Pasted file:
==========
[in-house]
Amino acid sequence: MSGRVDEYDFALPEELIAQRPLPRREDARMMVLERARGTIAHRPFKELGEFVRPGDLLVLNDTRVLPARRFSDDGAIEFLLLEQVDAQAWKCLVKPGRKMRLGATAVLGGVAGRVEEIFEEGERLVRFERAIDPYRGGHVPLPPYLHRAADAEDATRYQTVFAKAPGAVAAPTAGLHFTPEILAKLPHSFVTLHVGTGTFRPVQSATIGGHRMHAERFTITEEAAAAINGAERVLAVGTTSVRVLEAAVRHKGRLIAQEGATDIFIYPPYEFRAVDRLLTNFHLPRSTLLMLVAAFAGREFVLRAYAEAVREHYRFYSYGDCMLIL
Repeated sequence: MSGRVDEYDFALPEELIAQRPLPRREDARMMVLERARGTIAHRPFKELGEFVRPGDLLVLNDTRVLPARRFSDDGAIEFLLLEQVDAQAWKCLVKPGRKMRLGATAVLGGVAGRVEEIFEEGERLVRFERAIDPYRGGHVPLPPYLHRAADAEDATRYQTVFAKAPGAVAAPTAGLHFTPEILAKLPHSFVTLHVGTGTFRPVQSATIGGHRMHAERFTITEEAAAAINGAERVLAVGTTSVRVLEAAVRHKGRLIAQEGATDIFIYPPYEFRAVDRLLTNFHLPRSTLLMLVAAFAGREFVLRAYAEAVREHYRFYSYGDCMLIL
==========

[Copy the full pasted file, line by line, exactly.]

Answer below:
[in-house]
Amino acid sequence: MSGRVDEYDFALPEELIAQRPLPRREDARMMVLERARGTIAHRPFKELGEFVRPGDLLVLNDTRVLPARRFSDDGAIEFLLLEQVDAQAWKCLVKPGRKMRLGATAVLGGVAGRVEEIFEEGERLVRFERAIDPYRGGHVPLPPYLHRAADAEDATRYQTVFAKAPGAVAAPTAGLHFTPEILAKLPHSFVTLHVGTGTFRPVQSATIGGHRMHAERFTITEEAAAAINGAERVLAVGTTSVRVLEAAVRHKGRLIAQEGATDIFIYPPYEFRAVDRLLTNFHLPRSTLLMLVAAFAGREFVLRAYAEAVREHYRFYSYGDCMLIL
Repeated sequence: MSGRVDEYDFALPEELIAQRPLPRREDARMMVLERARGTIAHRPFKELGEFVRPGDLLVLNDTRVLPARRFSDDGAIEFLLLEQVDAQAWKCLVKPGRKMRLGATAVLGGVAGRVEEIFEEGERLVRFERAIDPYRGGHVPLPPYLHRAADAEDATRYQTVFAKAPGAVAAPTAGLHFTPEILAKLPHSFVTLHVGTGTFRPVQSATIGGHRMHAERFTITEEAAAAINGAERVLAVGTTSVRVLEAAVRHKGRLIAQEGATDIFIYPPYEFRAVDRLLTNFHLPRSTLLMLVAAFAGREFVLRAYAEAVREHYRFYSYGDCMLIL